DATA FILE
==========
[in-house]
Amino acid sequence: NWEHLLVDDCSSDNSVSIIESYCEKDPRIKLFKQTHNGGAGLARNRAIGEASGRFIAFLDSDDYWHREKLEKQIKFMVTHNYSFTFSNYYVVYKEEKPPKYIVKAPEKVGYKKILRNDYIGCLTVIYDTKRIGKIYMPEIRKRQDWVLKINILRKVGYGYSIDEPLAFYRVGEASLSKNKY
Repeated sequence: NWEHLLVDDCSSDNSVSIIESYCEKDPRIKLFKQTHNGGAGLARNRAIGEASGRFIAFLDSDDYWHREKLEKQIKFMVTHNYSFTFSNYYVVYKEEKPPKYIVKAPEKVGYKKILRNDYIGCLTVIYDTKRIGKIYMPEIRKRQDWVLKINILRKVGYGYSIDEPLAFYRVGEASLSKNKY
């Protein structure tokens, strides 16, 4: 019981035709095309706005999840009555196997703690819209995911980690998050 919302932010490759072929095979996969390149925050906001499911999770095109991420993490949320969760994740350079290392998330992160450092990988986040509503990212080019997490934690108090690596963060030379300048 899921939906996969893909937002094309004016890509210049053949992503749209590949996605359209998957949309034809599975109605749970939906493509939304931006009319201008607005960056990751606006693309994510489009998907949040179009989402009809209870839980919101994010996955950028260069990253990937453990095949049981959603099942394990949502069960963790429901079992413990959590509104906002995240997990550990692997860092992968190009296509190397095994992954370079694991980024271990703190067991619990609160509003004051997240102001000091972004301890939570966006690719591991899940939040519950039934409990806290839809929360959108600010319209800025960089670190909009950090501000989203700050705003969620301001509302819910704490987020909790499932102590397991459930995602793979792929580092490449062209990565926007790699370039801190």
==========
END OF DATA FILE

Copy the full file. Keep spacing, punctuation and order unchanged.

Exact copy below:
[in-house]
Amino acid sequence: NWEHLLVDDCSSDNSVSIIESYCEKDPRIKLFKQTHNGGAGLARNRAIGEASGRFIAFLDSDDYWHREKLEKQIKFMVTHNYSFTFSNYYVVYKEEKPPKYIVKAPEKVGYKKILRNDYIGCLTVIYDTKRIGKIYMPEIRKRQDWVLKINILRKVGYGYSIDEPLAFYRVGEASLSKNKY
Repeated sequence: NWEHLLVDDCSSDNSVSIIESYCEKDPRIKLFKQTHNGGAGLARNRAIGEASGRFIAFLDSDDYWHREKLEKQIKFMVTHNYSFTFSNYYVVYKEEKPPKYIVKAPEKVGYKKILRNDYIGCLTVIYDTKRIGKIYMPEIRKRQDWVLKINILRKVGYGYSIDEPLAFYRVGEASLSKNKY
């Protein structure tokens, strides 16, 4: 019981035709095309706005999840009555196997703690819209995911980690998050 919302932010490759072929095979996969390149925050906001499911999770095109991420993490949320969760994740350079290392998330992160450092990988986040509503990212080019997490934690108090690596963060030379300048 899921939906996969893909937002094309004016890509210049053949992503749209590949996605359209998957949309034809599975109605749970939906493509939304931006009319201008607005960056990751606006693309994510489009998907949040179009989402009809209870839980919101994010996955950028260069990253990937453990095949049981959603099942394990949502069960963790429901079992413990959590509104906002995240997990550990692997860092992968190009296509190397095994992954370079694991980024271990703190067991619990609160509003004051997240102001000091972004301890939570966006690719591991899940939040519950039934409990806290839809929360959108600010319209800025960089670190909009950090501000989203700050705003969620301001509302819910704490987020909790499932102590397991459930995602793979792929580092490449062209990565926007790699370039801190």